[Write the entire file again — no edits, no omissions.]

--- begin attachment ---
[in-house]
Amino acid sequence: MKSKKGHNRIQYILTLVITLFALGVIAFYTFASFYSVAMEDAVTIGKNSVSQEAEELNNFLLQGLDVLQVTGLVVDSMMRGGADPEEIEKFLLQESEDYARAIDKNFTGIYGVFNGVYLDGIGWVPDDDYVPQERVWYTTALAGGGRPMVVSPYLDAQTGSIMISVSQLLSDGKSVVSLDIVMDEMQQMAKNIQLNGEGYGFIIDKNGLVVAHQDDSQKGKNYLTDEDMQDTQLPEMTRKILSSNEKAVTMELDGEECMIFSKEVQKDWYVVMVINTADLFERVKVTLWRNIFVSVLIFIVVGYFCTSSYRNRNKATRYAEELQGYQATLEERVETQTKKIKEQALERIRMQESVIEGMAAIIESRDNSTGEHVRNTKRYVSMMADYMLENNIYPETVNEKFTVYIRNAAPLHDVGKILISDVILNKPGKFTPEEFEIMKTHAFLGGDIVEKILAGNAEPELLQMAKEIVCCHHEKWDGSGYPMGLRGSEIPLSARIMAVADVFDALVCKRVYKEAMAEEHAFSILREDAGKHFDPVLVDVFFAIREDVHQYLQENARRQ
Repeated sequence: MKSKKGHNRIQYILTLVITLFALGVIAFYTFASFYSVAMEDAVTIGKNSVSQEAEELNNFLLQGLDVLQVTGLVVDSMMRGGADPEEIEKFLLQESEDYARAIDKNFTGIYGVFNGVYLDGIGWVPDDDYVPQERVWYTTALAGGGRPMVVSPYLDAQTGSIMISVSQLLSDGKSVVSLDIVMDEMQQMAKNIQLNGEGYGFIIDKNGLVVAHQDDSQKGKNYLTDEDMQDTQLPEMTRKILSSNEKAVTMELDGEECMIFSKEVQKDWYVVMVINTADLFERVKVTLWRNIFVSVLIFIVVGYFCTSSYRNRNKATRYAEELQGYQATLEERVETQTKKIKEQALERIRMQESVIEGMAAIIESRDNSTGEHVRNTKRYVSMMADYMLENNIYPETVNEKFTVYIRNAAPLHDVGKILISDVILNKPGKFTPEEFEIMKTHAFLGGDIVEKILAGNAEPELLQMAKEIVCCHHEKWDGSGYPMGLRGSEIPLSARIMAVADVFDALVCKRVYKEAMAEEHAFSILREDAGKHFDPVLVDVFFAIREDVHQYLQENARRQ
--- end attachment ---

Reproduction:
[in-house]
Amino acid sequence: MKSKKGHNRIQYILTLVITLFALGVIAFYTFASFYSVAMEDAVTIGKNSVSQEAEELNNFLLQGLDVLQVTGLVVDSMMRGGADPEEIEKFLLQESEDYARAIDKNFTGIYGVFNGVYLDGIGWVPDDDYVPQERVWYTTALAGGGRPMVVSPYLDAQTGSIMISVSQLLSDGKSVVSLDIVMDEMQQMAKNIQLNGEGYGFIIDKNGLVVAHQDDSQKGKNYLTDEDMQDTQLPEMTRKILSSNEKAVTMELDGEECMIFSKEVQKDWYVVMVINTADLFERVKVTLWRNIFVSVLIFIVVGYFCTSSYRNRNKATRYAEELQGYQATLEERVETQTKKIKEQALERIRMQESVIEGMAAIIESRDNSTGEHVRNTKRYVSMMADYMLENNIYPETVNEKFTVYIRNAAPLHDVGKILISDVILNKPGKFTPEEFEIMKTHAFLGGDIVEKILAGNAEPELLQMAKEIVCCHHEKWDGSGYPMGLRGSEIPLSARIMAVADVFDALVCKRVYKEAMAEEHAFSILREDAGKHFDPVLVDVFFAIREDVHQYLQENARRQ
Repeated sequence: MKSKKGHNRIQYILTLVITLFALGVIAFYTFASFYSVAMEDAVTIGKNSVSQEAEELNNFLLQGLDVLQVTGLVVDSMMRGGADPEEIEKFLLQESEDYARAIDKNFTGIYGVFNGVYLDGIGWVPDDDYVPQERVWYTTALAGGGRPMVVSPYLDAQTGSIMISVSQLLSDGKSVVSLDIVMDEMQQMAKNIQLNGEGYGFIIDKNGLVVAHQDDSQKGKNYLTDEDMQDTQLPEMTRKILSSNEKAVTMELDGEECMIFSKEVQKDWYVVMVINTADLFERVKVTLWRNIFVSVLIFIVVGYFCTSSYRNRNKATRYAEELQGYQATLEERVETQTKKIKEQALERIRMQESVIEGMAAIIESRDNSTGEHVRNTKRYVSMMADYMLENNIYPETVNEKFTVYIRNAAPLHDVGKILISDVILNKPGKFTPEEFEIMKTHAFLGGDIVEKILAGNAEPELLQMAKEIVCCHHEKWDGSGYPMGLRGSEIPLSARIMAVADVFDALVCKRVYKEAMAEEHAFSILREDAGKHFDPVLVDVFFAIREDVHQYLQENARRQ